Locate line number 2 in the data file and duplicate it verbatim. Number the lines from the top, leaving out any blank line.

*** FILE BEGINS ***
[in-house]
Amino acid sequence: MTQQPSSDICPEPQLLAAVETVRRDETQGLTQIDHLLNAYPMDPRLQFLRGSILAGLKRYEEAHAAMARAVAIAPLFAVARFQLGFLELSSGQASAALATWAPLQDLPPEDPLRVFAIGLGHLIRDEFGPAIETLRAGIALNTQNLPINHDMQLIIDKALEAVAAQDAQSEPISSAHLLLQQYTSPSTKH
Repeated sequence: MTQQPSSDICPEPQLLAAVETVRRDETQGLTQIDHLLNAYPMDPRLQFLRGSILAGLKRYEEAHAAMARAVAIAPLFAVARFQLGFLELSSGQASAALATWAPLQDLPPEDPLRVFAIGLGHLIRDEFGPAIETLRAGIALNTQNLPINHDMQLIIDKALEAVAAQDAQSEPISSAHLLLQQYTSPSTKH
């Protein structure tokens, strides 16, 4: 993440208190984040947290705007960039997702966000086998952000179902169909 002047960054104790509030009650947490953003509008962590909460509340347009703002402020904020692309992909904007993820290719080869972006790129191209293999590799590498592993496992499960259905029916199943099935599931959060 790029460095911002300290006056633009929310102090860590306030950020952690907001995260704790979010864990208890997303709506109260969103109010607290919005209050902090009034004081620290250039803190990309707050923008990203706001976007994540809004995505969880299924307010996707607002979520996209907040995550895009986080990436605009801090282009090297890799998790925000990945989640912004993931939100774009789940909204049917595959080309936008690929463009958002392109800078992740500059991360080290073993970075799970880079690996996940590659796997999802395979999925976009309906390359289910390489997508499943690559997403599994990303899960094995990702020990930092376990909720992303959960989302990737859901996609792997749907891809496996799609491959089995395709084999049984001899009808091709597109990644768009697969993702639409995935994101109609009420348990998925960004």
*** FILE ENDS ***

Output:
Amino acid sequence: MTQQPSSDICPEPQLLAAVETVRRDETQGLTQIDHLLNAYPMDPRLQFLRGSILAGLKRYEEAHAAMARAVAIAPLFAVARFQLGFLELSSGQASAALATWAPLQDLPPEDPLRVFAIGLGHLIRDEFGPAIETLRAGIALNTQNLPINHDMQLIIDKALEAVAAQDAQSEPISSAHLLLQQYTSPSTKH